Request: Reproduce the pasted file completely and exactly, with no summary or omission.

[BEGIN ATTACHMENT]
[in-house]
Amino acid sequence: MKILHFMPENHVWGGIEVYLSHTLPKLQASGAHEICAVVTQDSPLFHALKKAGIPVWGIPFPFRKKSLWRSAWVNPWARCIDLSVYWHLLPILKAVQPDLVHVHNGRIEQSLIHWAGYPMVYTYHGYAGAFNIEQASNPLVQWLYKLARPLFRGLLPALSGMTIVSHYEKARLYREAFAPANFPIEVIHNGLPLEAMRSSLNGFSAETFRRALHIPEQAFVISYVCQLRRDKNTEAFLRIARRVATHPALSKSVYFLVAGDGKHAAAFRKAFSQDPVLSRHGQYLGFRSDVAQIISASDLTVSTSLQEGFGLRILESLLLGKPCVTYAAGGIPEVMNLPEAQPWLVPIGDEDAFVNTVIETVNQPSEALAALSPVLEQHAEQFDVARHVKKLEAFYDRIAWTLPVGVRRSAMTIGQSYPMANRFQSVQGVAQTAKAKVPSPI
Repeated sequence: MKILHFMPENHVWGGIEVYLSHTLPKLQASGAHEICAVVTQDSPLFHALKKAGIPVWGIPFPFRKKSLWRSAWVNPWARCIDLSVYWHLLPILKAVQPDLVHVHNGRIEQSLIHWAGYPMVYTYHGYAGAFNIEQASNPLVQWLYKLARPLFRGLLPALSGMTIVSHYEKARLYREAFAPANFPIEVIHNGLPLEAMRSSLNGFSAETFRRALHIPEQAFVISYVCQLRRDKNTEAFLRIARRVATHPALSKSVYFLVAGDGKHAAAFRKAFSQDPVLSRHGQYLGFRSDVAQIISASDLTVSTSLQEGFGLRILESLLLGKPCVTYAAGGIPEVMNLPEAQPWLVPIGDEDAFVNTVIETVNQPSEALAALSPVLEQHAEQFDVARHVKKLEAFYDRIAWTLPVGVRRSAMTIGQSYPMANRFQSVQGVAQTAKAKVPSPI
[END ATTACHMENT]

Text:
[in-house]
Amino acid sequence: MKILHFMPENHVWGGIEVYLSHTLPKLQASGAHEICAVVTQDSPLFHALKKAGIPVWGIPFPFRKKSLWRSAWVNPWARCIDLSVYWHLLPILKAVQPDLVHVHNGRIEQSLIHWAGYPMVYTYHGYAGAFNIEQASNPLVQWLYKLARPLFRGLLPALSGMTIVSHYEKARLYREAFAPANFPIEVIHNGLPLEAMRSSLNGFSAETFRRALHIPEQAFVISYVCQLRRDKNTEAFLRIARRVATHPALSKSVYFLVAGDGKHAAAFRKAFSQDPVLSRHGQYLGFRSDVAQIISASDLTVSTSLQEGFGLRILESLLLGKPCVTYAAGGIPEVMNLPEAQPWLVPIGDEDAFVNTVIETVNQPSEALAALSPVLEQHAEQFDVARHVKKLEAFYDRIAWTLPVGVRRSAMTIGQSYPMANRFQSVQGVAQTAKAKVPSPI
Repeated sequence: MKILHFMPENHVWGGIEVYLSHTLPKLQASGAHEICAVVTQDSPLFHALKKAGIPVWGIPFPFRKKSLWRSAWVNPWARCIDLSVYWHLLPILKAVQPDLVHVHNGRIEQSLIHWAGYPMVYTYHGYAGAFNIEQASNPLVQWLYKLARPLFRGLLPALSGMTIVSHYEKARLYREAFAPANFPIEVIHNGLPLEAMRSSLNGFSAETFRRALHIPEQAFVISYVCQLRRDKNTEAFLRIARRVATHPALSKSVYFLVAGDGKHAAAFRKAFSQDPVLSRHGQYLGFRSDVAQIISASDLTVSTSLQEGFGLRILESLLLGKPCVTYAAGGIPEVMNLPEAQPWLVPIGDEDAFVNTVIETVNQPSEALAALSPVLEQHAEQFDVARHVKKLEAFYDRIAWTLPVGVRRSAMTIGQSYPMANRFQSVQGVAQTAKAKVPSPI